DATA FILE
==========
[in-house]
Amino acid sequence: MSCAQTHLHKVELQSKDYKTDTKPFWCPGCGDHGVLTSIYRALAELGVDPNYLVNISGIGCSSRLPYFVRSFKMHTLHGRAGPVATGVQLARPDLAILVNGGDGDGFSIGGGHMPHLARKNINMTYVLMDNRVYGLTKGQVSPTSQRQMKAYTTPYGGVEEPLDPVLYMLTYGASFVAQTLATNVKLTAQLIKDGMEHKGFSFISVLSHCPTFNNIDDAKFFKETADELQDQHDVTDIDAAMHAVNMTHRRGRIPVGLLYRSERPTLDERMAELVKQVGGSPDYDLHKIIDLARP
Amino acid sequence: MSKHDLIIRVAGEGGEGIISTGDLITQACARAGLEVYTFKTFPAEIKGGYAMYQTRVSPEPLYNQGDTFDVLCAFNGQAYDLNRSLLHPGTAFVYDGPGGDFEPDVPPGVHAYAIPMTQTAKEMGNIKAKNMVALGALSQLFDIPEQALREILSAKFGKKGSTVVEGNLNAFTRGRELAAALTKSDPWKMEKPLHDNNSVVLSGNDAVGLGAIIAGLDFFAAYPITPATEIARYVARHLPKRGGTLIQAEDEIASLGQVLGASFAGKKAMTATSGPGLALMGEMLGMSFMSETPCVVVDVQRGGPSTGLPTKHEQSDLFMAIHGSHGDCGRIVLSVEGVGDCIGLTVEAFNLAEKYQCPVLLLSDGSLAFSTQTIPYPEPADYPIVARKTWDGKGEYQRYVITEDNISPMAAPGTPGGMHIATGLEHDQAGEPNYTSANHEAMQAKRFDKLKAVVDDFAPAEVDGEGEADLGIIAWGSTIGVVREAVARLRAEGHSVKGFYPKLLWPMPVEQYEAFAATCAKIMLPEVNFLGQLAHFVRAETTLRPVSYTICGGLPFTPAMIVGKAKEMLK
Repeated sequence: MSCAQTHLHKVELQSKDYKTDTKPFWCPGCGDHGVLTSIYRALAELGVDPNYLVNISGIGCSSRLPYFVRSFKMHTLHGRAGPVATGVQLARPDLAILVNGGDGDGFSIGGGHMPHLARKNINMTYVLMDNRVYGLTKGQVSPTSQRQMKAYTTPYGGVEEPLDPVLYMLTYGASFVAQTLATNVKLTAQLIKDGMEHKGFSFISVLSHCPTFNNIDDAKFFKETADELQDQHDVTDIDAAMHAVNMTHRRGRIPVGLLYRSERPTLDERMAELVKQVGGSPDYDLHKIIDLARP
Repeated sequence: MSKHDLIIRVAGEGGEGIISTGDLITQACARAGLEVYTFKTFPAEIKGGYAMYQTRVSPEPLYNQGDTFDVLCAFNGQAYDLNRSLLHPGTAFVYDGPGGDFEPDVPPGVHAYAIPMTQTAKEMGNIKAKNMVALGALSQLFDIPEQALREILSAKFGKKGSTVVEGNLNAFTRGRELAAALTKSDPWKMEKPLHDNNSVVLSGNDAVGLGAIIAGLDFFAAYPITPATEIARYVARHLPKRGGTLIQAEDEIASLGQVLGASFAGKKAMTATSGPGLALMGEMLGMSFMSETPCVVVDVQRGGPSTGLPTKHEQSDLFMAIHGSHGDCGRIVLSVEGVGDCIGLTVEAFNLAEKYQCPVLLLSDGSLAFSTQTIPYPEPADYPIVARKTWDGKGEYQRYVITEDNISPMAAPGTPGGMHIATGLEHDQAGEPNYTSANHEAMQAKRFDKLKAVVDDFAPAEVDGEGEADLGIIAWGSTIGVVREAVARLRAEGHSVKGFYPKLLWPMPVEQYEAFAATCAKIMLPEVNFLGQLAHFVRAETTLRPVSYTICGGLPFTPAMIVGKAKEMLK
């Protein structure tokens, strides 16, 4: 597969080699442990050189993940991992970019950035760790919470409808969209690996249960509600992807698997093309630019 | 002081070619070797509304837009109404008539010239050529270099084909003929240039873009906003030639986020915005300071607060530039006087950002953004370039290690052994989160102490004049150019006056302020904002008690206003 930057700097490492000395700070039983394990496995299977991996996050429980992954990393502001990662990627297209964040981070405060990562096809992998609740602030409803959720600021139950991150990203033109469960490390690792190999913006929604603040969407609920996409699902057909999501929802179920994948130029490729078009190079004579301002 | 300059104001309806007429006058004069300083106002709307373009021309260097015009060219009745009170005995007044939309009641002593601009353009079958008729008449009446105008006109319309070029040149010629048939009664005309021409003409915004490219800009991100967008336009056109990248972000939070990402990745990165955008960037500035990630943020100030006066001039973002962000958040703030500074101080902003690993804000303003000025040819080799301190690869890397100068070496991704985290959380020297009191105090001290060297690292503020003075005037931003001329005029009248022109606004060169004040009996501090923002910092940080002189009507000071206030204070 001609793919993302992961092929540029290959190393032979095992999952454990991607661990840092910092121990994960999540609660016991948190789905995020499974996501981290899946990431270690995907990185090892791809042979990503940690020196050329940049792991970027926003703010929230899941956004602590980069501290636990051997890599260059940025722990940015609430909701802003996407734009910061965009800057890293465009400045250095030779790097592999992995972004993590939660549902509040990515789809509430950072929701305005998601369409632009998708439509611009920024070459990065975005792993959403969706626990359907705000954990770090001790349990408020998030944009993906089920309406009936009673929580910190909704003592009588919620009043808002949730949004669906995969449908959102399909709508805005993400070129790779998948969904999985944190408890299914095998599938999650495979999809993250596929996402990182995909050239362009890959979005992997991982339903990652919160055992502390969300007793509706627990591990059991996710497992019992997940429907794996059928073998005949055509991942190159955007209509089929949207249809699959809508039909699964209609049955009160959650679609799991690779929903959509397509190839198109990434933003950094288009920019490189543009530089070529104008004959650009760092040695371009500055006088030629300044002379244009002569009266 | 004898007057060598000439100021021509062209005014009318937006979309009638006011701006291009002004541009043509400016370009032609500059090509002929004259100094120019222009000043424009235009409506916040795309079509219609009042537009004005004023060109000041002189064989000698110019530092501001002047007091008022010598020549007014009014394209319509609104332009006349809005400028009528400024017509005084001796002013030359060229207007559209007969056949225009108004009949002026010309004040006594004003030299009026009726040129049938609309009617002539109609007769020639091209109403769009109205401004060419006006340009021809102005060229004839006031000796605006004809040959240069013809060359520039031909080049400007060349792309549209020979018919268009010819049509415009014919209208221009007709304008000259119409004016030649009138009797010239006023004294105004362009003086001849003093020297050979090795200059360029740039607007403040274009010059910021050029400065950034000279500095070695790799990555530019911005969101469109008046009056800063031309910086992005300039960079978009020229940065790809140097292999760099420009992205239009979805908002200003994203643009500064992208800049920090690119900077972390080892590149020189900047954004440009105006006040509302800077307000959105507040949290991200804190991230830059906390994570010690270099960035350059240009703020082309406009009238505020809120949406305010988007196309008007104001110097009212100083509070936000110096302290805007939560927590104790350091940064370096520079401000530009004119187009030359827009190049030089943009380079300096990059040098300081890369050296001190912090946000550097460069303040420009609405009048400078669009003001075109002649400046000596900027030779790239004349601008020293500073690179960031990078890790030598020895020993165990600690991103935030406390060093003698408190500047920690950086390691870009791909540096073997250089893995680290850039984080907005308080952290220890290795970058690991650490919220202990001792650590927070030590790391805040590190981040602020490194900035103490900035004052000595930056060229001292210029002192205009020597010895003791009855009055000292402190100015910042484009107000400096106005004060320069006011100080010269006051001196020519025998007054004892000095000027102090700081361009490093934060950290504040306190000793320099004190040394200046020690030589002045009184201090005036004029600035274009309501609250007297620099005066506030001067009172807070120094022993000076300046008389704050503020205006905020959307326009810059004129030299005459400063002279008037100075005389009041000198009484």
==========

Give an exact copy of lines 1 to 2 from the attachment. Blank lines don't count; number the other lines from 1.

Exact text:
[in-house]
Amino acid sequence: MSCAQTHLHKVELQSKDYKTDTKPFWCPGCGDHGVLTSIYRALAELGVDPNYLVNISGIGCSSRLPYFVRSFKMHTLHGRAGPVATGVQLARPDLAILVNGGDGDGFSIGGGHMPHLARKNINMTYVLMDNRVYGLTKGQVSPTSQRQMKAYTTPYGGVEEPLDPVLYMLTYGASFVAQTLATNVKLTAQLIKDGMEHKGFSFISVLSHCPTFNNIDDAKFFKETADELQDQHDVTDIDAAMHAVNMTHRRGRIPVGLLYRSERPTLDERMAELVKQVGGSPDYDLHKIIDLARP